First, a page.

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To manage the painful joint disease known as osteoarthritis, people often take ibuprofen (Advil, Motrin) and naproxen (Aleve, Anaprox). But these and related drugs — known as NSAIDs — may account for the higher rates of heart disease seen in people with osteoarthritis, a new study suggests.
Researchers matched 7,743 people with osteoarthritis with 23,229 healthy people who rarely or never took NSAIDs. People with osteoarthritis had a 42% higher risk of heart failure and a 17% higher risk of coronary artery disease compared with healthy people. After controlling for a range of factors that contribute to heart disease (including high body mass index, high blood pressure, and diabetes), they concluded that 41% of the increased risk of heart disease related to osteoarthritis was due to the use of NSAIDs.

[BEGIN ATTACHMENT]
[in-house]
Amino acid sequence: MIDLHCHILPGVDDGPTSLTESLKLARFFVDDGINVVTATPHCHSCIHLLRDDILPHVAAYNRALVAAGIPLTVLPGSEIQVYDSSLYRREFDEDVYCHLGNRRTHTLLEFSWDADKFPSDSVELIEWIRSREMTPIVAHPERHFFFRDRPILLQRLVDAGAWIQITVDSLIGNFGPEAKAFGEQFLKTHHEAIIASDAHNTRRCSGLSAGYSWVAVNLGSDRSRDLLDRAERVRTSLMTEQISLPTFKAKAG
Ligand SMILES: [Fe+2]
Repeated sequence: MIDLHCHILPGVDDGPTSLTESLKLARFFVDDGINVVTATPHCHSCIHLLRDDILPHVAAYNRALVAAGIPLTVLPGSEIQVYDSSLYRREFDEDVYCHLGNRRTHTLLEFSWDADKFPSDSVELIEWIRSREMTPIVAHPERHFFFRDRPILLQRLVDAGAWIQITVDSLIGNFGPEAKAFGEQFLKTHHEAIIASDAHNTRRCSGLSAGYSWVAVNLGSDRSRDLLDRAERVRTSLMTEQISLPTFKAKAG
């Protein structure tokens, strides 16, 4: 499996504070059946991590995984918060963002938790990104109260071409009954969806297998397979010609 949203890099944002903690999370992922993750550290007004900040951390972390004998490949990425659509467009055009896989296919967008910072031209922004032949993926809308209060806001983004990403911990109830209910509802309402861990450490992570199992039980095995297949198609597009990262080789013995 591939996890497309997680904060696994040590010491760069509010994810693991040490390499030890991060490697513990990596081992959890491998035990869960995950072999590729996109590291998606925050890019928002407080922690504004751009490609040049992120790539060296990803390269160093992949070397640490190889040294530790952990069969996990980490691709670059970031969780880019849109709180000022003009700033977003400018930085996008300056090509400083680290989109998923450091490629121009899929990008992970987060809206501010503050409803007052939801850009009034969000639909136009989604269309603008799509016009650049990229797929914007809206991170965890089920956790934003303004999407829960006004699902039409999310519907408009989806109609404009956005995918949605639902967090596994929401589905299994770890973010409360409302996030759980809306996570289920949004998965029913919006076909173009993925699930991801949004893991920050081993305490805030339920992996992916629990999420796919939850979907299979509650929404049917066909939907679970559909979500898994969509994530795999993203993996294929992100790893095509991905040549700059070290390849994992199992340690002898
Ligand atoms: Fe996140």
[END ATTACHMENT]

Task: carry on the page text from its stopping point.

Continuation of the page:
Although this observational study doesn't prove cause and effect, it's already known that routine NSAID use can increase blood pressure, raise the risk of kidney problems, and cause stomach bleeding. For people with osteoarthritis, the findings underscore the importance of taking the lowest possible dose of an NSAID for the shortest possible time. The study appeared in the August 6 issue of Arthritis and Rheumatology.
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